How Global Warming Alarmists Irreparably Damaged Science

I keep telling myself that the unwinding of the greatest scientific hoax since Piltdown Man is proof of the power of Science, that no matter how hard conspirators try to hide it, eventually the Truth comes out. As an anthropogenic global warming (AGW) skeptic (not a climate change denier – I don’t deny that climate changes; a basic understanding of natural history is enough to prove that) I’ve been relieved to see reality justify my faith in Science on the topic. But I’m wondering how much damage the AGW alarmists have caused.

We’re not talking about the failures of one man but of rationality itself as an entire generation of intelligent, educated, and hardworking people were fooled into perpetuating what is at heart not a simple mistake but a bald lie. As the supposed scientific evidence for that lie falls one domino after another I’m beginning to wonder where the domino chain will end and how scientists will rebuild the trust squandered by the politicization of their discipline. Those of us who grew up on a steady diet of Isaac Asimov always believed that a world run by scientists would be a better world than we have today, that the banishment of irrationality by those steeped in the tools of logic could lead us into a Golden Age.

What we believers ignored was the dark side of science, the venality of faculty meetings, the anonymous character assassinations in journal refereeing, the naked power present from faculty advisors forcing their graduate students to work on their own pet projects and ignoring the needs of their charges all the way up the food chain to science committees advising presidents and prime ministers. The global warming alarmists have made it impossible for us to ignore the dark side of science, and in so doing all science becomes suspect.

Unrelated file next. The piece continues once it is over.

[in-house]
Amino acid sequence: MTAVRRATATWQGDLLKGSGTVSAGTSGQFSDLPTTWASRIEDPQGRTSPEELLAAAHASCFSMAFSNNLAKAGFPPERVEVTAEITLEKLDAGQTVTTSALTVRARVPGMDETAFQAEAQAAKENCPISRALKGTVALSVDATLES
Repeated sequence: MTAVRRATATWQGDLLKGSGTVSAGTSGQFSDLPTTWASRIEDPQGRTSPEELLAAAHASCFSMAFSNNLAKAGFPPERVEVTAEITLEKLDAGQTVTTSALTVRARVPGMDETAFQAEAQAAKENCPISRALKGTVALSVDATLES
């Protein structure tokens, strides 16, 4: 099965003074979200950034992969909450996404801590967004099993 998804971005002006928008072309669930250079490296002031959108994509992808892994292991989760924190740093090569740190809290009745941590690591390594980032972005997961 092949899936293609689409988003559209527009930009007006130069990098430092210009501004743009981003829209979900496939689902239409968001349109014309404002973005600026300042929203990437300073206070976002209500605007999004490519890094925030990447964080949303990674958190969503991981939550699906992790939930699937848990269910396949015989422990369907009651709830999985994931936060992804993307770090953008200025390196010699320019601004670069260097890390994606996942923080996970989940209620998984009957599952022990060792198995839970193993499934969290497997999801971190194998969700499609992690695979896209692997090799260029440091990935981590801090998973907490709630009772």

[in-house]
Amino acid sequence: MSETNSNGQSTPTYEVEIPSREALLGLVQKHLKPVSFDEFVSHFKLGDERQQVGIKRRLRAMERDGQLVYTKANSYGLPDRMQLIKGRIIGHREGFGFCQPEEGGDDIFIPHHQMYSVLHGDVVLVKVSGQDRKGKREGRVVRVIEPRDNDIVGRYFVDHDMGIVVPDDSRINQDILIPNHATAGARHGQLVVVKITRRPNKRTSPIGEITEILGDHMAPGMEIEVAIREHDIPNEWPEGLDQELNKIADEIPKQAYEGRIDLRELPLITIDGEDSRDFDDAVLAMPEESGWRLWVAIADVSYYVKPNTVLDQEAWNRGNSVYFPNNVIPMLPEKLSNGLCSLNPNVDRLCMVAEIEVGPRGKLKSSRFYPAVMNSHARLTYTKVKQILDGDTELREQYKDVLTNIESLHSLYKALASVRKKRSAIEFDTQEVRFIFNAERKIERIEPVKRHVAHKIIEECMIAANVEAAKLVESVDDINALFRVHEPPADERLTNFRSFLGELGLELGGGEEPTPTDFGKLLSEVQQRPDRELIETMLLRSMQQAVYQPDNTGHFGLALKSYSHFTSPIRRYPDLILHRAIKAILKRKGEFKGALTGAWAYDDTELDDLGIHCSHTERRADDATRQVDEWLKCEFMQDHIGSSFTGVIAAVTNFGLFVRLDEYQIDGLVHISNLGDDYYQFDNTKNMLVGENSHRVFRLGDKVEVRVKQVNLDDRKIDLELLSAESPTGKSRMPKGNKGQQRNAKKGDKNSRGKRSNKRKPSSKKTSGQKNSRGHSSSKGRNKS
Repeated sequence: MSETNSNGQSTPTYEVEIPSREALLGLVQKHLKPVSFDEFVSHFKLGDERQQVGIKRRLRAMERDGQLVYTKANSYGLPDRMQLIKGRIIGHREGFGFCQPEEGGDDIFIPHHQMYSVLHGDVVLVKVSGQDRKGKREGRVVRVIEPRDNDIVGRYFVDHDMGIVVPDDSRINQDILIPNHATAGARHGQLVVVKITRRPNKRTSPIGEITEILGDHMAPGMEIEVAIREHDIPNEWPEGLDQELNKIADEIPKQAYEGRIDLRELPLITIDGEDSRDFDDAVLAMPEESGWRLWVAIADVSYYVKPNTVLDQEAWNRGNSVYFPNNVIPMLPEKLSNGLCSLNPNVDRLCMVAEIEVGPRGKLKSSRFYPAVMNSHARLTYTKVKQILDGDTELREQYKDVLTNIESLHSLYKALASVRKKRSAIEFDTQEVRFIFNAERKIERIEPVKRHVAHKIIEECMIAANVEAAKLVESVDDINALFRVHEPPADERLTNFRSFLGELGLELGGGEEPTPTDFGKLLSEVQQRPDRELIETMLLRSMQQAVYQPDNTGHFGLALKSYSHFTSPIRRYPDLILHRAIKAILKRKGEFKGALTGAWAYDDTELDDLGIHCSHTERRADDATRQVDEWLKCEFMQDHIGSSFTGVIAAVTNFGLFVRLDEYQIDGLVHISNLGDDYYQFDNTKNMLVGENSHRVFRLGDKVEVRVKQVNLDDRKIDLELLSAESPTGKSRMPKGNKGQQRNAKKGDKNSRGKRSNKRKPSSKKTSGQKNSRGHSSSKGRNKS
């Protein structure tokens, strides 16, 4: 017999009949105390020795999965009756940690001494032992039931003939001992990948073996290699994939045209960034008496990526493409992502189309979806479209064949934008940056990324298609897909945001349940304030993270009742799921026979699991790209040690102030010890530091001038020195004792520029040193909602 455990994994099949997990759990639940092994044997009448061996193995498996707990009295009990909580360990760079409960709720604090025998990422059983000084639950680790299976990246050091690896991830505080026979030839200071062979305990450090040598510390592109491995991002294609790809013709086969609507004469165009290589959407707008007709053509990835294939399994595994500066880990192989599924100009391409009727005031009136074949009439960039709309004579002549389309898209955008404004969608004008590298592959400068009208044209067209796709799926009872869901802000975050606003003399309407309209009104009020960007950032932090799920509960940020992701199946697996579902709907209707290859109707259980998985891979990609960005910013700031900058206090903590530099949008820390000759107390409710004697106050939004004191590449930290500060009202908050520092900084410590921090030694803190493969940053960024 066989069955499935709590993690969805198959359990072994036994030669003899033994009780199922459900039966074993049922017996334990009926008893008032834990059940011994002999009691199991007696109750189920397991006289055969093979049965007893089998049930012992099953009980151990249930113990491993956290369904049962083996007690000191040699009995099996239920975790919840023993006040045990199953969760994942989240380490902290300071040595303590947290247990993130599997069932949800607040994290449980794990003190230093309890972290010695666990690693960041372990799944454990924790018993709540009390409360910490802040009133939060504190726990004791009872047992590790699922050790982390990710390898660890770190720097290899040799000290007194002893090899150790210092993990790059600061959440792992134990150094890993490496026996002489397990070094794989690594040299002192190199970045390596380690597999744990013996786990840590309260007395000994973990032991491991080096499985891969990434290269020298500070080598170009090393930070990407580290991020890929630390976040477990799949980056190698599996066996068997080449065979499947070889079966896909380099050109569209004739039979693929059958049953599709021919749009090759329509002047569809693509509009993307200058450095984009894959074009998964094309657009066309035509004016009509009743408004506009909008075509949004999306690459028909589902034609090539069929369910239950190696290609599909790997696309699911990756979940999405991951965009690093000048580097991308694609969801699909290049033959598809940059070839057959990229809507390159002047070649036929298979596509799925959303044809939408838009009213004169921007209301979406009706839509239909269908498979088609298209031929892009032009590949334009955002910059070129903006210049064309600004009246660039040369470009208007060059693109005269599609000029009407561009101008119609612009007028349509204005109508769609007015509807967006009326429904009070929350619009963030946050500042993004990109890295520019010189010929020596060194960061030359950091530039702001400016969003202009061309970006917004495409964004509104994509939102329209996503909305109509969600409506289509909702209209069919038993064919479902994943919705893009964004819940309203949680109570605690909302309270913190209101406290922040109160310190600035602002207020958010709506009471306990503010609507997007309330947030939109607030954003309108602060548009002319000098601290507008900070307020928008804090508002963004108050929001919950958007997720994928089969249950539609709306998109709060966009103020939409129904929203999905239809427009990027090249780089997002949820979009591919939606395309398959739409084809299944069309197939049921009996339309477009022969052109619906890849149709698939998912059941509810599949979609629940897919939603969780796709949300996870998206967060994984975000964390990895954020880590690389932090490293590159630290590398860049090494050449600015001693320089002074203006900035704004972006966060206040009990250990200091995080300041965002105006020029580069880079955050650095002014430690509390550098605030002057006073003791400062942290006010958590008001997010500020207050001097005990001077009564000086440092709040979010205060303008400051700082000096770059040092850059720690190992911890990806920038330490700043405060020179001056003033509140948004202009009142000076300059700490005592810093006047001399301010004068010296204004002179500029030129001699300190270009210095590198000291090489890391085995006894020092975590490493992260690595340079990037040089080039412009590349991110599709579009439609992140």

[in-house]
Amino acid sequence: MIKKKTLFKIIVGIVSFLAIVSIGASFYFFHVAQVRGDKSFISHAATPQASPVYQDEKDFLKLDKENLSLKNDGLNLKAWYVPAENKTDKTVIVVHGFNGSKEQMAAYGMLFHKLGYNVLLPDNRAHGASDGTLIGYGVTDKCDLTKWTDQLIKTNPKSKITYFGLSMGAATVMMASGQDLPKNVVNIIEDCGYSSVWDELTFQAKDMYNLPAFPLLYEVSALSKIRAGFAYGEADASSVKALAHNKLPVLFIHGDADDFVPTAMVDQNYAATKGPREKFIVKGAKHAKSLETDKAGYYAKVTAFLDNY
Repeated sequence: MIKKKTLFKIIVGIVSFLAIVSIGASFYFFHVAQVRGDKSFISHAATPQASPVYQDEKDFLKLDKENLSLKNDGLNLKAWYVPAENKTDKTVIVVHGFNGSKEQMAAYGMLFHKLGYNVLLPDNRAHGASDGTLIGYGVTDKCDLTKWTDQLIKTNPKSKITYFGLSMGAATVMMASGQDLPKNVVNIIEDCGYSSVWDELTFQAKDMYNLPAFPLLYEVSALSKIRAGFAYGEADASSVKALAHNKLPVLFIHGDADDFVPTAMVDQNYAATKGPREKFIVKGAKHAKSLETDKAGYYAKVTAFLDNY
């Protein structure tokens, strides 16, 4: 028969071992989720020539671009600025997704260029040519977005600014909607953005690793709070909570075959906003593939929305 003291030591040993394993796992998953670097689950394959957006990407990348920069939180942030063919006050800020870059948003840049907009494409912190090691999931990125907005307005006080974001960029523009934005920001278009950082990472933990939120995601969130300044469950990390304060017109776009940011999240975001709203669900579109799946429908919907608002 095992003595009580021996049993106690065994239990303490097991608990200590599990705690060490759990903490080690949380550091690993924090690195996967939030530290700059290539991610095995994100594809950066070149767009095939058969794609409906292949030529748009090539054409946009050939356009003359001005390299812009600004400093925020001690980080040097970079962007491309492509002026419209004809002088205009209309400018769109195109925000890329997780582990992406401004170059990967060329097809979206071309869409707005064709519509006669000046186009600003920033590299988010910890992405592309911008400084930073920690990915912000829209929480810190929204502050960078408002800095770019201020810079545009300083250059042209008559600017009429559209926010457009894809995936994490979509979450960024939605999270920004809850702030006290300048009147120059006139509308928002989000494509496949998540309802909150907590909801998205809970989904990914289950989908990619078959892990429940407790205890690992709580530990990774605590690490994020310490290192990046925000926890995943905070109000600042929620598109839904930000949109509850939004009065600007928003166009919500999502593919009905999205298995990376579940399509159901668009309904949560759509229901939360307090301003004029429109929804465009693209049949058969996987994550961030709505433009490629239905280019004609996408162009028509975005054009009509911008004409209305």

The issue is not that science changes. Science itself is dynamic, and to reflect that change scientists must never forget John Maynard Keynes’s statement to a questioner who claimed his position on monetary policy flip-flopped during the Depression: “When the facts change, I change my mind. What do you do, sir?” Each should strive to keep an open mind, but balance that need with healthy skepticism. When that skepticism is lost, and as in the case of anthropogenic global warming used as a pejorative, scientists debase their own discipline and become no better than the propagandists and politicians they believe themselves better than.

The CIA claimed that Saddam Hussein was building nuclear, chemical and biological weapons. The claim was used to justify the invasion and occupation of Iraq, but those weapons were never found. Two years ago the CIA claimed that Iran was not building nuclear weapons. Yet even Iran’s sympathizers in the IAEA say that Iran has an active nuclear weapons program. How can we trust the CIA anymore? Since bad information is worse than no information it would be better for the CIA to be disbanded after its 60 year run and replaced by a more effective intelligence tool.

It’s interesting to note that the CIA’s recent mistakes stem from its increasing politicization (the intelligence leaks that undermined the Bush administration’s foreign policy) just as the global warming alarmists have exchanged the laboratories and lecture halls for UN negotiating tables and Congressional hearings.